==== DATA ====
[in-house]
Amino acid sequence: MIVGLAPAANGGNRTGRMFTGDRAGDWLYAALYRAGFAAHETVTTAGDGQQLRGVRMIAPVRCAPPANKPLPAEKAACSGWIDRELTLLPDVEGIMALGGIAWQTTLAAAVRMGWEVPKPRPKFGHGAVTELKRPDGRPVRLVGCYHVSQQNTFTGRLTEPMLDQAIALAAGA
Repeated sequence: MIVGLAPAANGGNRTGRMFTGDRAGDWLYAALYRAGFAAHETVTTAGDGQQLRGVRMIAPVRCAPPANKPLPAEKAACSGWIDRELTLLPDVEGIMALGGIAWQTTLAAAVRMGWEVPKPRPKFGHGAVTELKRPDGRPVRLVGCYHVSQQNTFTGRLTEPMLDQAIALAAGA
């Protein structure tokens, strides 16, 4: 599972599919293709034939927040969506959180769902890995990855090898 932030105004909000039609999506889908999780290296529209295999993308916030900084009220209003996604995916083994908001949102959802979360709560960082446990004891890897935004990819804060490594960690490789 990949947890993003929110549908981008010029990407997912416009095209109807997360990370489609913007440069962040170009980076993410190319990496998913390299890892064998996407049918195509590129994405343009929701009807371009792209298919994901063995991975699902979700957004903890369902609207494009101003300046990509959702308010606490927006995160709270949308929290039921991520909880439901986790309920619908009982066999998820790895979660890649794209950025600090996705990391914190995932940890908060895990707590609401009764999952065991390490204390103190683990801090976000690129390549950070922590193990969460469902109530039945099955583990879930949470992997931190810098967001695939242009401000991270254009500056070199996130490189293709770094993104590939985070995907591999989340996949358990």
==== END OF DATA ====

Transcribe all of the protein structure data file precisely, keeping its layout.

[in-house]
Amino acid sequence: MIVGLAPAANGGNRTGRMFTGDRAGDWLYAALYRAGFAAHETVTTAGDGQQLRGVRMIAPVRCAPPANKPLPAEKAACSGWIDRELTLLPDVEGIMALGGIAWQTTLAAAVRMGWEVPKPRPKFGHGAVTELKRPDGRPVRLVGCYHVSQQNTFTGRLTEPMLDQAIALAAGA
Repeated sequence: MIVGLAPAANGGNRTGRMFTGDRAGDWLYAALYRAGFAAHETVTTAGDGQQLRGVRMIAPVRCAPPANKPLPAEKAACSGWIDRELTLLPDVEGIMALGGIAWQTTLAAAVRMGWEVPKPRPKFGHGAVTELKRPDGRPVRLVGCYHVSQQNTFTGRLTEPMLDQAIALAAGA
């Protein structure tokens, strides 16, 4: 599972599919293709034939927040969506959180769902890995990855090898 932030105004909000039609999506889908999780290296529209295999993308916030900084009220209003996604995916083994908001949102959802979360709560960082446990004891890897935004990819804060490594960690490789 990949947890993003929110549908981008010029990407997912416009095209109807997360990370489609913007440069962040170009980076993410190319990496998913390299890892064998996407049918195509590129994405343009929701009807371009792209298919994901063995991975699902979700957004903890369902609207494009101003300046990509959702308010606490927006995160709270949308929290039921991520909880439901986790309920619908009982066999998820790895979660890649794209950025600090996705990391914190995932940890908060895990707590609401009764999952065991390490204390103190683990801090976000690129390549950070922590193990969460469902109530039945099955583990879930949470992997931190810098967001695939242009401000991270254009500056070199996130490189293709770094993104590939985070995907591999989340996949358990």